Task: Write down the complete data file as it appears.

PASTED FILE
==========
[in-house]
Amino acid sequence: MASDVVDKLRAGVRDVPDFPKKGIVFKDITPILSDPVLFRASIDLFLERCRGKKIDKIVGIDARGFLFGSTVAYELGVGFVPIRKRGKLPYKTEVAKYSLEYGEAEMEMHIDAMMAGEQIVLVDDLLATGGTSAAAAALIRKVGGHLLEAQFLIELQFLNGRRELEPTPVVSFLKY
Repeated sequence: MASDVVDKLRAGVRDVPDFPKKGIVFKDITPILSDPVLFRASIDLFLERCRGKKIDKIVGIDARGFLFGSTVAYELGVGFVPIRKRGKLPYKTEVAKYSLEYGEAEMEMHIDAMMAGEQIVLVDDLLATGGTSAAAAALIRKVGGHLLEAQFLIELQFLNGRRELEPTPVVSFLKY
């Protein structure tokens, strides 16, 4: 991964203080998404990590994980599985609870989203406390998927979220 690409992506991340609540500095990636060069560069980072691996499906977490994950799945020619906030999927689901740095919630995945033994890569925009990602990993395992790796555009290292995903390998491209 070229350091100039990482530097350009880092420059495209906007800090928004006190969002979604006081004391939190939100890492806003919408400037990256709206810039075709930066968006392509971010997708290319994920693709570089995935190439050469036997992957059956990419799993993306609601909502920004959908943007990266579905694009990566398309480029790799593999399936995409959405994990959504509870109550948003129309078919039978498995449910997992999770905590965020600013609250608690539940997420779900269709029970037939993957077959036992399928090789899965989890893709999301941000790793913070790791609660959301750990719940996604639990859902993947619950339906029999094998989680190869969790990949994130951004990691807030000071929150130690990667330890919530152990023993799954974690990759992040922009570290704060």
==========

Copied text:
[in-house]
Amino acid sequence: MASDVVDKLRAGVRDVPDFPKKGIVFKDITPILSDPVLFRASIDLFLERCRGKKIDKIVGIDARGFLFGSTVAYELGVGFVPIRKRGKLPYKTEVAKYSLEYGEAEMEMHIDAMMAGEQIVLVDDLLATGGTSAAAAALIRKVGGHLLEAQFLIELQFLNGRRELEPTPVVSFLKY
Repeated sequence: MASDVVDKLRAGVRDVPDFPKKGIVFKDITPILSDPVLFRASIDLFLERCRGKKIDKIVGIDARGFLFGSTVAYELGVGFVPIRKRGKLPYKTEVAKYSLEYGEAEMEMHIDAMMAGEQIVLVDDLLATGGTSAAAAALIRKVGGHLLEAQFLIELQFLNGRRELEPTPVVSFLKY
């Protein structure tokens, strides 16, 4: 991964203080998404990590994980599985609870989203406390998927979220 690409992506991340609540500095990636060069560069980072691996499906977490994950799945020619906030999927689901740095919630995945033994890569925009990602990993395992790796555009290292995903390998491209 070229350091100039990482530097350009880092420059495209906007800090928004006190969002979604006081004391939190939100890492806003919408400037990256709206810039075709930066968006392509971010997708290319994920693709570089995935190439050469036997992957059956990419799993993306609601909502920004959908943007990266579905694009990566398309480029790799593999399936995409959405994990959504509870109550948003129309078919039978498995449910997992999770905590965020600013609250608690539940997420779900269709029970037939993957077959036992399928090789899965989890893709999301941000790793913070790791609660959301750990719940996604639990859902993947619950339906029999094998989680190869969790990949994130951004990691807030000071929150130690990667330890919530152990023993799954974690990759992040922009570290704060």